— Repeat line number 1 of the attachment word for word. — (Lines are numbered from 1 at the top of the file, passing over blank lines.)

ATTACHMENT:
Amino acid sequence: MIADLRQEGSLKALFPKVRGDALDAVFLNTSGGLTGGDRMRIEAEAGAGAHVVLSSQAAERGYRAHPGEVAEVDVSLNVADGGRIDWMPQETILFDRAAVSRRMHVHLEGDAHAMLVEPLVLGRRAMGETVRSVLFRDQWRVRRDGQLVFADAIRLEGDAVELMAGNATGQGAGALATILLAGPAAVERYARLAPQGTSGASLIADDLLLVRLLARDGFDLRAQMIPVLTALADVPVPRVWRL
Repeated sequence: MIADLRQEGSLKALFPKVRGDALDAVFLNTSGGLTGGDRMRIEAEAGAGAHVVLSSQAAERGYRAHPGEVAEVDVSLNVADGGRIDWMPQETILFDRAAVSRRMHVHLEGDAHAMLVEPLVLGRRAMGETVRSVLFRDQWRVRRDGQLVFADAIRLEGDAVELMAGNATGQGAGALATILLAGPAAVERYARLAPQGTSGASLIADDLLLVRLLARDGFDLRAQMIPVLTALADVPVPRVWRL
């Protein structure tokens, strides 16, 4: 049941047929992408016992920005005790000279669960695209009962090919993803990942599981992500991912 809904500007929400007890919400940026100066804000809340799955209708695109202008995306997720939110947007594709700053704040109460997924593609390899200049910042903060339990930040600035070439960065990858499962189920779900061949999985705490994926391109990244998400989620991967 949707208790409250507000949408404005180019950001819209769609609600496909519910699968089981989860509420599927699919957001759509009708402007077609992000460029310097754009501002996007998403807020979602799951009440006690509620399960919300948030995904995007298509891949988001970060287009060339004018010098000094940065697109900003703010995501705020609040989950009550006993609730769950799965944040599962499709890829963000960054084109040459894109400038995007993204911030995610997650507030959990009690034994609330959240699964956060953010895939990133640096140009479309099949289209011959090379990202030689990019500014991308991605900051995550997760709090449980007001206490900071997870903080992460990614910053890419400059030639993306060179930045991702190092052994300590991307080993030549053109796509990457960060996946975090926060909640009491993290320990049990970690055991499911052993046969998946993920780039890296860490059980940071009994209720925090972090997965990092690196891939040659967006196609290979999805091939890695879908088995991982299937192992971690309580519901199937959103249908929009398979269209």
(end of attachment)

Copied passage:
Amino acid sequence: MIADLRQEGSLKALFPKVRGDALDAVFLNTSGGLTGGDRMRIEAEAGAGAHVVLSSQAAERGYRAHPGEVAEVDVSLNVADGGRIDWMPQETILFDRAAVSRRMHVHLEGDAHAMLVEPLVLGRRAMGETVRSVLFRDQWRVRRDGQLVFADAIRLEGDAVELMAGNATGQGAGALATILLAGPAAVERYARLAPQGTSGASLIADDLLLVRLLARDGFDLRAQMIPVLTALADVPVPRVWRL